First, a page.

Foreign investors record net fund outflow of over NT$200 billion

09/07/2019 03:00 PM

Taipei, Sept. 7 (CNA) Amid volatility in the global financial markets at a time of rising trade tensions between the United States and China, foreign institutional investors registered a net fund outflow of more than NT$200 billion (US$6.39 billion) in August, according to the Financial Supervisory Commission (FSC).

In addition to the volatile equity markets worldwide, many foreign institutional investors which pocketed fat cash dividends from their investments here also moved their funds out of the country to boost the net fund outflow further in the month, the FSC said.

Data compiled by the FSC, the top financial regulator in Taiwan, showed foreign institutional investors recorded a net fund outflow of US$6.49 billion or about NT$202.76 billion in August, the highest monthly level in eight years.

The outflow was partly prompted by fears about the ongoing U.S.-China trade war.

On Aug. 1, Trump announced in a series of tweets that Washington would impose a 10 percent punitive tariff on an additional US$300 billion worth of Chinese goods, which came into effect on Sept. 1, after both sides resumed trade talks in Shanghai at the end of July, but failed to make any significant progress. The tariffs could rise to 25 percent, Trump said at that time.

Fears over the rising global trade tensions led to an inverted yield curve in the U.S. market, which occurs when short-term rates surpass long-term ones and indicates a possible recession, prompting investors around the world to dump their equity holdings.

As a result, the benchmark weighted index on the Taiwan Stock Exchange (Taiex) fell about 1.9 percent and the index of the over-the-counter (OTC) market shed 1.92 percent in August after foreign institutional investors registered a combined net sell of NT$120 billion worth of shares on the main board and the OTC market in the month.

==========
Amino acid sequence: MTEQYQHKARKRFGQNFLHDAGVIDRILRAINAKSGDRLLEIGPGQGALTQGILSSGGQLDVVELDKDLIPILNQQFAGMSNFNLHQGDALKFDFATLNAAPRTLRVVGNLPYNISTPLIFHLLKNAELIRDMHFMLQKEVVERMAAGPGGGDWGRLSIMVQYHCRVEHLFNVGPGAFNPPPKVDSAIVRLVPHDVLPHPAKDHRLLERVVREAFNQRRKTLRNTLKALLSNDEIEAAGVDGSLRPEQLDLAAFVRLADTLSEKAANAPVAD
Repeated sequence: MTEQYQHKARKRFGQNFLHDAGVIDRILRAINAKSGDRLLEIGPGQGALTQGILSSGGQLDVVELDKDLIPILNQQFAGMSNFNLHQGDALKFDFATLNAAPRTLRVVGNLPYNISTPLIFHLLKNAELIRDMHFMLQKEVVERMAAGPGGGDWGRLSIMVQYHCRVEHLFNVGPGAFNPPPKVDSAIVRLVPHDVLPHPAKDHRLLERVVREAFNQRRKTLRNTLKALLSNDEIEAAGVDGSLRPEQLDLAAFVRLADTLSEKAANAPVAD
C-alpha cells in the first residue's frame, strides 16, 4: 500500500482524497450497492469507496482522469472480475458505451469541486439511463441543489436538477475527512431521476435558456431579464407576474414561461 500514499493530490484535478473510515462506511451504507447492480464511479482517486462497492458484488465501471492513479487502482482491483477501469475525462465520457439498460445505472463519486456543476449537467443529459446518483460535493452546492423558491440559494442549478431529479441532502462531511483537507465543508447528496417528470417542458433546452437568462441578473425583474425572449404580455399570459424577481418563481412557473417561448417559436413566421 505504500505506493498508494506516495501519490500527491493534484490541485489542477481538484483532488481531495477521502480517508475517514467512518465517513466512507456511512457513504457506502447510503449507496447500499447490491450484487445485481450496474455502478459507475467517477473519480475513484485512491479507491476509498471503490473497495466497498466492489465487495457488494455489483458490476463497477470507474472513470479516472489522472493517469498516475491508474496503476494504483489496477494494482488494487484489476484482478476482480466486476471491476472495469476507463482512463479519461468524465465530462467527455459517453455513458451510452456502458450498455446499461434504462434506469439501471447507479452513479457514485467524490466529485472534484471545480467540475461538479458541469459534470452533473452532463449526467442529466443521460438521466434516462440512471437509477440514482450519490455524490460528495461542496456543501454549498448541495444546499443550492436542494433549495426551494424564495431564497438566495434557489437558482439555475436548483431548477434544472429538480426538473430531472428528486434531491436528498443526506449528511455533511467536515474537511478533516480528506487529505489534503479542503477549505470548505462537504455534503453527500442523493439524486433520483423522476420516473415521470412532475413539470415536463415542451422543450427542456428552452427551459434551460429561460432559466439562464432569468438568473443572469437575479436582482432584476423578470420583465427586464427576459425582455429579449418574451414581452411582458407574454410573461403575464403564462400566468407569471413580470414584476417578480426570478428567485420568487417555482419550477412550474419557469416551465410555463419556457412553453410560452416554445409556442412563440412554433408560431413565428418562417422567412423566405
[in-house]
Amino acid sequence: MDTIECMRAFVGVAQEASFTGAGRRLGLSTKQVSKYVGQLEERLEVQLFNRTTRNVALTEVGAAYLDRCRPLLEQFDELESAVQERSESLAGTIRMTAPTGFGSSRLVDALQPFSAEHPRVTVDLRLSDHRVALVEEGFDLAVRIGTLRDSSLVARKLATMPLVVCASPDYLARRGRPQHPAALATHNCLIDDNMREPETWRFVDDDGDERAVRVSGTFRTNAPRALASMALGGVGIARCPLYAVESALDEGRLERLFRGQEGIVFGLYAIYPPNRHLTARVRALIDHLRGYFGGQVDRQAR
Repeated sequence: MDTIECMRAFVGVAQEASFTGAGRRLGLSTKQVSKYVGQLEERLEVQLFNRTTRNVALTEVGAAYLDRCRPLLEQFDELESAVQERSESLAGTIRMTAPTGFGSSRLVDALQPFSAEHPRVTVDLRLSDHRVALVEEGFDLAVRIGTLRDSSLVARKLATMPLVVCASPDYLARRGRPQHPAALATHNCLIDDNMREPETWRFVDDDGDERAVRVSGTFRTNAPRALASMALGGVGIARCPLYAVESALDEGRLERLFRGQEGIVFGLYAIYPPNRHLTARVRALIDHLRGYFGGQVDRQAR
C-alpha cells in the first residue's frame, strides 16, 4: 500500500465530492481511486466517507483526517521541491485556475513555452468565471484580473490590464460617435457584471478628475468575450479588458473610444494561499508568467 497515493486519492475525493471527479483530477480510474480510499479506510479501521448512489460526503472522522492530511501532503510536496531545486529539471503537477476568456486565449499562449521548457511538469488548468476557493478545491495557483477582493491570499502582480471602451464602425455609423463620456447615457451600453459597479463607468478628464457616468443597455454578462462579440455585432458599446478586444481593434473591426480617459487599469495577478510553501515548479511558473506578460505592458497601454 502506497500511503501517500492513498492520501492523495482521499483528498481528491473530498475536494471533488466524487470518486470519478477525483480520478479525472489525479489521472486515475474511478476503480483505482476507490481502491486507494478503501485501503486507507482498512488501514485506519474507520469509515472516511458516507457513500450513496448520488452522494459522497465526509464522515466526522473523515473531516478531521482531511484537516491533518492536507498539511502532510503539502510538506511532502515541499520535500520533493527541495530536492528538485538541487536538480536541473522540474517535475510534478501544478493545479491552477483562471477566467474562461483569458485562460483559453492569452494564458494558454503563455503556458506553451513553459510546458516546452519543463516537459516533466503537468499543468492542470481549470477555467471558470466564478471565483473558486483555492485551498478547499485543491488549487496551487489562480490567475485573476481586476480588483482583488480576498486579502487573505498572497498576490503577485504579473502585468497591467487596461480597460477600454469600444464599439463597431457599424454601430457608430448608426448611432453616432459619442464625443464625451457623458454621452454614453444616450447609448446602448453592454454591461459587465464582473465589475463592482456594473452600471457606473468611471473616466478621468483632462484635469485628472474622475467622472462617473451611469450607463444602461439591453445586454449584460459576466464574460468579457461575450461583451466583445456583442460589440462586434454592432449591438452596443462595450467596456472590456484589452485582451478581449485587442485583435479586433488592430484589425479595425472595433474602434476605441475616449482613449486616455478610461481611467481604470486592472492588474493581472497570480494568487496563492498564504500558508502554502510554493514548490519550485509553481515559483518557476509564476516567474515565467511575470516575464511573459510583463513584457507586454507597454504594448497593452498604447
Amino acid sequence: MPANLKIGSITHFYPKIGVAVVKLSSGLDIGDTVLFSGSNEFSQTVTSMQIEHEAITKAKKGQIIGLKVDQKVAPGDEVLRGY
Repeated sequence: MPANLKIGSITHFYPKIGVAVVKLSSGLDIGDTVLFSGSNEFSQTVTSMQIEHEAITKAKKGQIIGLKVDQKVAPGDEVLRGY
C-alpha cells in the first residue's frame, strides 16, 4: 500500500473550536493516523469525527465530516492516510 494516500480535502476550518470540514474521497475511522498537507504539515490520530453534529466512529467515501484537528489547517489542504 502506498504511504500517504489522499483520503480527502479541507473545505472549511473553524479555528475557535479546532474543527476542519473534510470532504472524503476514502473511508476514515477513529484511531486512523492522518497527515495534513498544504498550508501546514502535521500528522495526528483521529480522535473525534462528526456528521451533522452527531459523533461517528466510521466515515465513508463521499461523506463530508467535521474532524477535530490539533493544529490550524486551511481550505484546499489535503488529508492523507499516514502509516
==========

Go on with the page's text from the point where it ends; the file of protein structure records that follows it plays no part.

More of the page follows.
Chang Cheng-shan (張振山), deputy director of the FSC's Securities and Futures Bureau, told the press that a yield curve inversion raised concerns over the economic outlook so it was no surprise that investors worldwide scrambled to move their funds out of the equity markets, including Taipei, to avoid more losses down the road.

Chang said the large net fund outflow also resulted from foreign institutional investors' repatriation of cash dividends they have received from their investments in recent months back home.

Citing the FSC's data, Chang said the companies listed on the local main board and the over-the-counter market issued about NT$1.4 trillion in cash dividends to their shareholders in the first eight months of this year.

Among the major cash dividend issuers, contract chipmaker Taiwan Semiconductor Manufacturing Co. (TSMC), the most heavily weighted stock in the local market, has given more than NT$200 billion in cash dividends on its earnings for 2018.

As foreign institutional investors accounted for 38.5 percent of the local equity market's capitalization, they received about NT$546.7 billion so that foreign institutional investors still kept part of their funds in the local equity market.

Despite the fall in the Taiex in August, Chang said the local equity market had still gained 9.16 percent in the first eight months of this year, outperforming Tokyo (a 3.45 percent rise), Singapore (a 1.23 percent increase), Hong Kong (a 0.47 percent fall) and South Korea (a 3.59 percent decline.)

He said Taiwan's equity market remained fundamentally sound and with cash dividend payments on the rise, the local market was still attractive to foreign investors.

Since the government lifted a ban on foreign institutional investments in the local bourse at the end of 1990, a total of US$199.55 billion in foreign net fund inflow into Taiwan has been recorded, the FSC said. (Liu Pei-cheng and Frances Huang)


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